Nevertheless, now that Madden has cracked the code, the Caribbean yacht charter industry is beginning to cast a lustful gaze upon Cuba.

“I am in talks with some of the larger yacht charter and brokerage companies,” Madden said, “and they are predicting that the majority of yachts operating in the Caribbean will migrate to Cuba at the first opportunity. Until [this month], the U.S. embargo kept them out. Some could not get insurance, and if they visited there, they were liable to not be allowed into U.S. ports after their visit.”

Pricing for Madden’s charters ranges from $3,000 a day for a 60-footer to $20,000 a day for the biggest boats, plus provisions and fuel. That represents quite a contrast to the dollar-a-day wage the average Cuban earns and a national zeitgeist that expresses itself in billboard communism.

Vestiges of the Cold War dot the Cuban landscape 25 years after the fall of the Soviet Union.

Vestiges of the Cold War dot the Cuban landscape 25 years after the fall of the Soviet Union.


Landmass: 44,000 square miles

Climate: Tropical in the trade-wind belt, modified by frontal systems from the United States and by hurricanes

Shoreline: 3,000 nautical miles

Circumnavigation: 1,650 nautical miles

Islands and keys: 4,195

Percentage of coastal shelf navigable by boats larger than 25 feet: 70 percent

Quality of Cuban marine cartography: Superb

Boating regions: 7

Dive centers: 18

Marinas: 15, with most slips in a 60-mile swath between Havana and Varadero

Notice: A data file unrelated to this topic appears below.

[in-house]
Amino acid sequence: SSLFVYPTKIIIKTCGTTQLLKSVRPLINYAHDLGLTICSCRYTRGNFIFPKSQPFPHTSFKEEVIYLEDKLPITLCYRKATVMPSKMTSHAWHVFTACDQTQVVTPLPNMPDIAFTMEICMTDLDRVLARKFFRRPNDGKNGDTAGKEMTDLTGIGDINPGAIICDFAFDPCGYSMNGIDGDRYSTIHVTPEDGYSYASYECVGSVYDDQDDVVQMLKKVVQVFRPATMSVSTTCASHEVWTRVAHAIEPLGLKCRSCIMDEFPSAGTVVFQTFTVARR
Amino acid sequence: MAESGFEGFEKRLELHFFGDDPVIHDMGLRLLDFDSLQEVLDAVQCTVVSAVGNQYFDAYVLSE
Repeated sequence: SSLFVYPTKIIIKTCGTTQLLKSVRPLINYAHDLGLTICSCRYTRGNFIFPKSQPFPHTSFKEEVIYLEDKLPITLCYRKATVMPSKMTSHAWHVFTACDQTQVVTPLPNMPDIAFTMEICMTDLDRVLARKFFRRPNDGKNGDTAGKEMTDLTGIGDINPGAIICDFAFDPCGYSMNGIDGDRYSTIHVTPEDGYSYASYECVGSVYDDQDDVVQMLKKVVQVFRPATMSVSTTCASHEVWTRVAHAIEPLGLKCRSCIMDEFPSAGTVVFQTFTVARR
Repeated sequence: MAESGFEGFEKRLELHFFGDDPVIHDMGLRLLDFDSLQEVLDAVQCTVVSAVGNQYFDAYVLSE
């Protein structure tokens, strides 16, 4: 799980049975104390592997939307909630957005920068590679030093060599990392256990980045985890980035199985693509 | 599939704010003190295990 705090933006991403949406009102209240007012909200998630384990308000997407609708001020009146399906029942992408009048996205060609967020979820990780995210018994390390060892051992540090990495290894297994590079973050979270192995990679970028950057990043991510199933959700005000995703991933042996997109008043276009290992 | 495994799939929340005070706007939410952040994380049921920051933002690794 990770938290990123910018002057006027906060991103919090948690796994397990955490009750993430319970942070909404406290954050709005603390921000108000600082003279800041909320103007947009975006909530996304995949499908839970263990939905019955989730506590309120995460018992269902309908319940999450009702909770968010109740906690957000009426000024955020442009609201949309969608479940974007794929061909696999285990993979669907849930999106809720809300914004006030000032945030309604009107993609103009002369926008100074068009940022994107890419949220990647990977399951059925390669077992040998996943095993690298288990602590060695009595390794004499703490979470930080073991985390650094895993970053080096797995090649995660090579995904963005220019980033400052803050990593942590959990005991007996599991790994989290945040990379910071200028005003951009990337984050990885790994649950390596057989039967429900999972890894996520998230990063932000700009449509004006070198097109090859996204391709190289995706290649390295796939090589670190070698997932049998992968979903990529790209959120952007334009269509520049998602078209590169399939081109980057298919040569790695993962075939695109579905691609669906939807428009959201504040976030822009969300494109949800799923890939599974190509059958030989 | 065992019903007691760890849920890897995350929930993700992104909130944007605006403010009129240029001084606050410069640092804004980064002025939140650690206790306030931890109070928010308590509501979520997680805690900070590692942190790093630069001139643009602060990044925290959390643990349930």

Planned marinas: 23 additional, with more than 5,000 slips

Major colonial port cities: 6 (Havana, Trinidad, Cienfuegos, Manzanillo, Santiago and Baracoa)

Distances To

Florida: 90 miles

Mexico: 110 miles

Cayman Islands: 170 miles

Jamaica: 80 miles

Hispaniola: 45 miles

Bahamas: 45 miles

Turks & Caicos: 110 miles

Number of visiting yachts

Before 2004*: more than 2,000 annually

After 2004: more than 1,000 annually

Percentage of visiting yachts from the United States

Before 2004*: 69 percent

After 2004: 17 percent

Number of recreational vessels greater than 25 feet LOA registered in Florida: About 92,000

Estimated number of yachts larger than 25 feet LOA that will travel to Cuba in the first year after the travel ban ends: 60,000 to 80,000

*On Feb. 26, 2004, the administration of President George W. Bush issued a proclamation outlining measures to crack down on Americans traveling by boat to Cuba in contravention of the U.S. embargo. Despite the new policy of engagement, the basic structure of the Bush policy toward recreational boats remains in place.

Peter Swanson is the events content manager for the Active Interest Media Marine Group. AIM owns several marine publications including PassageMaker and Soundings Trade Only.

This post originally appeared here.